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How Clemens Posten and Klaus Slenzka want space travelers to breathe with algae oxygen in the future.

Professor Clemens Posten

The longest manned space mission by an astronaut lasted 437 days: over a year in weightlessness under harsh conditions. When it comes to supplying the astronauts with oxygen, chemical tricks are used. Since there is almost no oxygen in space, oxygen has to be carried along or needs to be produced on site. But that's not all: To keep astronauts alive, it's important to remove exhaled carbon dioxide from the air and filter out toxins and impurities. Even the food supply is not entirely trivial.

Space travelers eat nutrient-enriched products that are sent along on the mission. Complex systems are being planned for life support on space stations that use microalgae for oxygen and hydrogen production, among other things. "Green algae build up biomass with the help of light energy, release oxygen and consume CO2," explains Prof. Clemens Posten from KIT. The bioengineer is very familiar with microalgae. He is researching how the green unicellular organisms can be used for energy production. Since April 2012, his know-how is also used for exploring new possibilities in space missions.

"Innovation is the transfer of scientific knowledge into applicable products."

Prof. Clemens Posten


In a team with other German researchers from Bochum and Bremen and the space technology company OHB System AG, Posten wants to develop an 'algae reactor' for research purposes in spacecraft on behalf of the German Aerospace Center (DLR), in which the useful single-celled organisms can be cultivated and integrated into a bioregenerative life support system. In addition to supplying oxygen, this reactor could also take on another task in the future: providing space travelers with additional nutrients as a food supplement.

However, the conditions in space pose major challenges for the researchers: "The reduced gravity affects the orientation of the cells and makes it difficult to transport substances and exchange heat, which are important for cell growth," says Posten. Another problem is the increased radiation in space, which could not only hinder the algae's growth but also damage them.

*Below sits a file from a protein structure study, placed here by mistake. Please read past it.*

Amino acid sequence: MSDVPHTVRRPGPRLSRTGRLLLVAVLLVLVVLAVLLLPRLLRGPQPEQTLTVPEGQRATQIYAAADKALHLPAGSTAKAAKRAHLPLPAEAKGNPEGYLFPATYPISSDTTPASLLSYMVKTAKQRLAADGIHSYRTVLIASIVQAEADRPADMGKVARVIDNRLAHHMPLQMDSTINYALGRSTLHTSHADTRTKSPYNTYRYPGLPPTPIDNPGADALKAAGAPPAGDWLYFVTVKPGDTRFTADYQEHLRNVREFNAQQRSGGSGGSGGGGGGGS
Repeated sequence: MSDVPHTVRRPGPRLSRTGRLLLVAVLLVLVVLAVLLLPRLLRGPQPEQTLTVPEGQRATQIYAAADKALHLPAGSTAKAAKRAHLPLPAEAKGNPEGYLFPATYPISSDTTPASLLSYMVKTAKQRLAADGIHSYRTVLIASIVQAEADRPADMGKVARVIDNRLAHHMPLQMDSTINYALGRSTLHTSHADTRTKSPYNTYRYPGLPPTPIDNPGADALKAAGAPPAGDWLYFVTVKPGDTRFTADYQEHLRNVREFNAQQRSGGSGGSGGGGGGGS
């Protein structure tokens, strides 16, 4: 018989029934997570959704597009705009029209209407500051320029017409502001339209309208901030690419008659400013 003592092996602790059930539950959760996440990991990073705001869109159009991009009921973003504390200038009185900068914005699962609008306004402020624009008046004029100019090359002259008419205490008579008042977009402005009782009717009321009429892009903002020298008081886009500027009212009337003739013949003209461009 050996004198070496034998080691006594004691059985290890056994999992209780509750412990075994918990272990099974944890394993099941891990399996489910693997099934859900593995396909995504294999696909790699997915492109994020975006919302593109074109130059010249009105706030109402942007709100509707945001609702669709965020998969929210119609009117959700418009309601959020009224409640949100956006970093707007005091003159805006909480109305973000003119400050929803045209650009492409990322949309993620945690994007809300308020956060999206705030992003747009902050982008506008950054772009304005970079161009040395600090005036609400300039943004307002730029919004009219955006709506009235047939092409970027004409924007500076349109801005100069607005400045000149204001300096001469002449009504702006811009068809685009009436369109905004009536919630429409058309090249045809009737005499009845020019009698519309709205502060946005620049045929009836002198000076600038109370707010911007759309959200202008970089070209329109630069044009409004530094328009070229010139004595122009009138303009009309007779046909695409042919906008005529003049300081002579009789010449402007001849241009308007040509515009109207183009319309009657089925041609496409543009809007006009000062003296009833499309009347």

Ph. D. Klaus Slenzka is head of life sciences at OHB and is translating the scientific results into highly efficient individual products for space travel together with his colleagues. He sees the combination of an efficient multistage life support system and a sustainable ecophysiological approach as one of the greatest challenges: "We don't want to create a nuclear power plant on the moon, but rather produce oxygen and energy in a highly efficient regenerative way. A second step could be the production of food supplements. For a spacecraft with its special requirements and the very different physical parameters than on Earth, this development is very complex."

Although a preliminary design is already available for the photobioreactor, it will be some time before spacecraft launch into space with the new system. After initial experiments on Earth, scientists will test the photobioreactor system during flights on the Airbus A300 ZERO-G next September. Parabolic flight routes will repeatedly produce phases of weightlessness, which will provide initial insights for testing the bioreactor under space conditions. Once the algae have survived the parabolic flights, tests will follow on satellites or the International Space Station ISS.

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Pictures: KIT


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